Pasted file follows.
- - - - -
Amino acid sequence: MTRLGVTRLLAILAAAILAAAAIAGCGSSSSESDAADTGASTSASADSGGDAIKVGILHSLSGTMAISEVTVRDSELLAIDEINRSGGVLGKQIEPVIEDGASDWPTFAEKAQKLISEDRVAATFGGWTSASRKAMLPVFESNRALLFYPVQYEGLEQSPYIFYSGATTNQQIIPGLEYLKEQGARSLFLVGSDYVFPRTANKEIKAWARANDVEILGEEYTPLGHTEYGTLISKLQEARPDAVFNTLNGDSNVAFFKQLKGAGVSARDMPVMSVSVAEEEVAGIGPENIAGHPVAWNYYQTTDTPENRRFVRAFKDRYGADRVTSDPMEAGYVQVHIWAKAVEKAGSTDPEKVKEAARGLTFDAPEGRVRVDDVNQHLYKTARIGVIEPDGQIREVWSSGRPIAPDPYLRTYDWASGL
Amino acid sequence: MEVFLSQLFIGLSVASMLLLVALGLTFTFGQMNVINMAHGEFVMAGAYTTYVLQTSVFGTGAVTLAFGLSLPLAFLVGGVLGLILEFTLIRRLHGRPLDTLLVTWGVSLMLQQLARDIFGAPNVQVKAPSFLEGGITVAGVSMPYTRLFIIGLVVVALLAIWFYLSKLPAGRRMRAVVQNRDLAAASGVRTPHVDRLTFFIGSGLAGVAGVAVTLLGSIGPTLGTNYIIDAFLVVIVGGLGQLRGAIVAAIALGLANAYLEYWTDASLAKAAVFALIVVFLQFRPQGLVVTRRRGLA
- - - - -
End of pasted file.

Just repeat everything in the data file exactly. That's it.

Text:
Amino acid sequence: MTRLGVTRLLAILAAAILAAAAIAGCGSSSSESDAADTGASTSASADSGGDAIKVGILHSLSGTMAISEVTVRDSELLAIDEINRSGGVLGKQIEPVIEDGASDWPTFAEKAQKLISEDRVAATFGGWTSASRKAMLPVFESNRALLFYPVQYEGLEQSPYIFYSGATTNQQIIPGLEYLKEQGARSLFLVGSDYVFPRTANKEIKAWARANDVEILGEEYTPLGHTEYGTLISKLQEARPDAVFNTLNGDSNVAFFKQLKGAGVSARDMPVMSVSVAEEEVAGIGPENIAGHPVAWNYYQTTDTPENRRFVRAFKDRYGADRVTSDPMEAGYVQVHIWAKAVEKAGSTDPEKVKEAARGLTFDAPEGRVRVDDVNQHLYKTARIGVIEPDGQIREVWSSGRPIAPDPYLRTYDWASGL
Amino acid sequence: MEVFLSQLFIGLSVASMLLLVALGLTFTFGQMNVINMAHGEFVMAGAYTTYVLQTSVFGTGAVTLAFGLSLPLAFLVGGVLGLILEFTLIRRLHGRPLDTLLVTWGVSLMLQQLARDIFGAPNVQVKAPSFLEGGITVAGVSMPYTRLFIIGLVVVALLAIWFYLSKLPAGRRMRAVVQNRDLAAASGVRTPHVDRLTFFIGSGLAGVAGVAVTLLGSIGPTLGTNYIIDAFLVVIVGGLGQLRGAIVAAIALGLANAYLEYWTDASLAKAAVFALIVVFLQFRPQGLVVTRRRGLA